About 11% of Americans Had Multiple Sex Partners within Previous Year, CDC Survey Shows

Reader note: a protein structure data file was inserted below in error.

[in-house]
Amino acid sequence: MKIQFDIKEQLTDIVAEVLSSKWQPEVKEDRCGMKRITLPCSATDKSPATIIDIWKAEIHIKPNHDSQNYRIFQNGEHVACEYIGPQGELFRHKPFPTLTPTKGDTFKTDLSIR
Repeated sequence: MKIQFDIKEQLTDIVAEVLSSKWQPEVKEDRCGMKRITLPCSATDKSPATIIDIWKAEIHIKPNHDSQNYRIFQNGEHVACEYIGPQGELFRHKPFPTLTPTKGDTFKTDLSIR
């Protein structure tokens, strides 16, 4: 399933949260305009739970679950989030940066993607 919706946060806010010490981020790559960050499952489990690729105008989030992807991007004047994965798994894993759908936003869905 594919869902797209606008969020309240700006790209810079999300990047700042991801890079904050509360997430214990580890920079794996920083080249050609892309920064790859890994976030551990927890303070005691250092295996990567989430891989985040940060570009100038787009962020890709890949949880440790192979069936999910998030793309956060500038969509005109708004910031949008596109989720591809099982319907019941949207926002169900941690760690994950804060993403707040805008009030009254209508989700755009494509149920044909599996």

Americans are reporting risky sexual behaviors, with 11% having multiple sex partners within the previous year and 4.2% reporting other behaviors that put them at high risk for the transmission of HIV and other STDs, according to a 1997 CDC survey published this week in the agency's Morbidity and Mortality Weekly Report. The analysis included a total of 33,913 respondents to the Behavioral Risk Factor Surveillance System, a telephone survey of Americans between the ages of 18 and 49 in 23 states, the District of Columbia and Puerto Rico. The median prevalence of sexual activity among these adults was 85%, with state-specific prevalence ranging from 69% in Tennessee to 89% in Nevada and Wisconsin. Among the 11% of respondents who reported multiple partners, the median prevalence of condom use at last sex encounter was 65%, with state-specific prevalence ranging from 53% in Rhode Island to 79% in New Jersey. Of the 4.2% who reported risky behaviors, the median prevalence of condom use was 26.6%, compared to 23.2% who did not report risky behaviors. The report said, "These findings underscore the continued need for education about behaviors that place persons at risk for HIV infection, promotion of HIV testing among those who engage in these behaviors, and counseling to reduce risk" (Morbidity and Mortality Weekly Report, 4/13). Dr. Amy Lansky, an epidemiologist at the CDC's National Center for HIV, STD and TB Prevention, told Reuters Health, "It's not an insubstantial percentage of people who are at risk -- 4.2%. The good news is that the low percentage suggests that people do know about how to prevent HIV. But what you do have to take into consideration is that there has been a lot of education and information disseminated about HIV -- so in order to keep those levels low, we need to continue that kind of effort." STD prevention strategies include getting tested for HIV, having sex exclusively with an uninfected partner, knowing a partner's HIV status and using condoms if you do not know a partner's HIV status (Patten-Hitt, Reuters Health, 4/12).This is part of the KHN Morning Briefing, a summary of health policy coverage from major news organizations. Sign up for an email subscription.